Sunday, February 06, 2005


Collage of common household objects, such as a basket, an egg timer, a couch, a box, a bundle of rubber bands, a coffee urn and a colourful wooden duck.
takes a look at 'freecycling': a new alternative to bringing your unwanted consumer items to a landfill. Want not, waste not
Broadcast: February 6, 2005
Two parrots.

Nancy Daniels has two obsessions: one is her parrots. She loves them so much she’s turned her home into a parrot recovery and adoption agency.

But running a bird rescue site is expensive, and that's where her other obsession comes in: an online site for free stuff.

It’s called Freecycle, a website that’s mushroomed from a handful of people two years ago, to a massive extended family of small communities across North America.

If a member has an old couch she doesn’t want anymore (but it’s too good to throw out), she simply puts a posting on her local Freecycle website. Another member who wants it replies to the posting and comes by to pick up the couch. No money exchanges hands - one member gets a couch, the other gets rid of it.

Click here

Freecycle phenomenon piques corporate interests
Broadcast: February 6, 2005
<<main page
Screen shot of the Freecycle website.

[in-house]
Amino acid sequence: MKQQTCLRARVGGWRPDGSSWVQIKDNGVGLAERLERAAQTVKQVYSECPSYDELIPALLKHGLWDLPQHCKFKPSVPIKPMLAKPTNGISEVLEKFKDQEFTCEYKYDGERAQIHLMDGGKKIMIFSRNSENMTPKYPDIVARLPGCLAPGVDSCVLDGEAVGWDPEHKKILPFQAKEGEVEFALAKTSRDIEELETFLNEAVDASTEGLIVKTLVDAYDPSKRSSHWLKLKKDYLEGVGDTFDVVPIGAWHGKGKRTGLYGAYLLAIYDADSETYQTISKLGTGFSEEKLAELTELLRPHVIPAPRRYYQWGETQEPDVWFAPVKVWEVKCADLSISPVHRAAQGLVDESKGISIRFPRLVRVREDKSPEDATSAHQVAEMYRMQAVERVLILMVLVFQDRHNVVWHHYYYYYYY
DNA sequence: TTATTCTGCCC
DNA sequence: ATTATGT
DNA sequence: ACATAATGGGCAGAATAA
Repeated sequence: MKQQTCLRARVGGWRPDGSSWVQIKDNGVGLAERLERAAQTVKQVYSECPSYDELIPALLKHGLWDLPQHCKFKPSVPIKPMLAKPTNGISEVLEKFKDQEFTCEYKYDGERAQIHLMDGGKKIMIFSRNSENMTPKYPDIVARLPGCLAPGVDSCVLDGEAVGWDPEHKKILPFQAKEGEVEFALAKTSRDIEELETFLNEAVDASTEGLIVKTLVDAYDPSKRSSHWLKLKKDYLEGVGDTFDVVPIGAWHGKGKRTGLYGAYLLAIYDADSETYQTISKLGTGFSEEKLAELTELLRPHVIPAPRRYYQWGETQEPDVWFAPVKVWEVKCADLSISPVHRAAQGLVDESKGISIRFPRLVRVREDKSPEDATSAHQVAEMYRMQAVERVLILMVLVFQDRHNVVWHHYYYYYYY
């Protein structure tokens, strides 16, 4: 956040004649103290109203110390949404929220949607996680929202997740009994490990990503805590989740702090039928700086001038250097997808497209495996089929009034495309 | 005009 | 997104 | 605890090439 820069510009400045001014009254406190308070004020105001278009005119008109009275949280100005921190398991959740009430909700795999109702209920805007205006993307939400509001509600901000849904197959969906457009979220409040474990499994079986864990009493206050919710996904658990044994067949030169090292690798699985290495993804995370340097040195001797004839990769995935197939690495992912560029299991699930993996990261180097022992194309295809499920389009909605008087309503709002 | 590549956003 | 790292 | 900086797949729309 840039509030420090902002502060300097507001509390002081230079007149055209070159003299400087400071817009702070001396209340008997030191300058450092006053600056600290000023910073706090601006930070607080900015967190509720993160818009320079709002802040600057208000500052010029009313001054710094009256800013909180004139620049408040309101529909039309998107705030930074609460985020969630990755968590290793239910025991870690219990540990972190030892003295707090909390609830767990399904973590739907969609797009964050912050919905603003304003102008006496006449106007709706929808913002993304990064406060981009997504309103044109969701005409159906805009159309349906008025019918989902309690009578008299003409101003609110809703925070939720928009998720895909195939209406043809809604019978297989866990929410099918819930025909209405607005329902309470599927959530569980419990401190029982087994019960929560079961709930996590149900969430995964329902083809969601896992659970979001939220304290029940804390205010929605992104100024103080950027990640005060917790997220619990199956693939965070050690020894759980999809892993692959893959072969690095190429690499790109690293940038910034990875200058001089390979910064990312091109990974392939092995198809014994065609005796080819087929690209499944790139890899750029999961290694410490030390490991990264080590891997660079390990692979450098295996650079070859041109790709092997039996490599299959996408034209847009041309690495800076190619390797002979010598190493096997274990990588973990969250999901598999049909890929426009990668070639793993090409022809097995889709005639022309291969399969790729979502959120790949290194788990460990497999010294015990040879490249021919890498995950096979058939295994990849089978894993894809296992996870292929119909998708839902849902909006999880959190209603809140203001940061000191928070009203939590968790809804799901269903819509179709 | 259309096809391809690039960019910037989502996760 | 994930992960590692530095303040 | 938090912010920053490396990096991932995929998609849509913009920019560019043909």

Freecycle communities are popping up in communities across North America.

LINK: Freecycle groups in Canada

The Freecycle movement was founded in 2003, but it wasn't until late 2004 that interest in the idea really ignited. Now, Freecycle groups are popping up in communities, big and small, all across North America.

Now there are over 2,000 local groups, with anywhere from one to 13,000 members.

It all started in Tucson, Arizona, with a Deron Beal -- who’s obsessed with recycling.

Before he started Freecycle, Beal worked for a non-profit recycling company (in fact he still works there, and manages the Freecycle movement in his spare time).

From his first day of work at the recycling gig, it drove Deron crazy to see perfectly good stuff being thrown away:

“I live here in the middle of the Sonora Desert, which is one of the most beautiful deserts in the world. And smack-dab in the middle of this desert, you’ve got this hideous landfill, half of which is full of perfectly good reusable stuff.”

Deron Beal

Deron Beal, founder of Freecycle.

Click here

Other related links

Bronx FreeCycles with FreeCycleBronxNY
DALLAS: Web Site Offers Free Merchandise
ALASKA: Something for free
DALLAS: Thousands in area reduce, reuse, freecycle
FOX Carolina: "Free Cycle"
STERN: Hier gibt's was umsonst


Electronics recycling fee begins in Alberta (February 1, 2005)

Reduce, reuse, Freecycle (April 23, 2004)

Province applauds recycling program (July 30, 2003)

Montreal rethinking the value of recycling (August 8, 2002)

Environment suffers as recycling costs rise: expert (August 8, 2002)

Freecycle: A victim of its own success?

Rise Inc. (website for Deron Beal's day job, a non-profit recycling company)

Waste Management Inc. (the company that's now sponsoring Freecycle)

Freecycling to the rescue(USA Today)

Don’t need that old blender? ‘Freecycle’ it
(MSN Money) could be next craigslist (Inland Press Association offers a perspective from the newspaper industry, which sees Freecycling as a competitor to traditional classified advertising)

Kicking your castoffs to the virtual curb (USA Today)



Number of Freecycle™ Communities:2,244
Number of Freecycle™ Members:894,647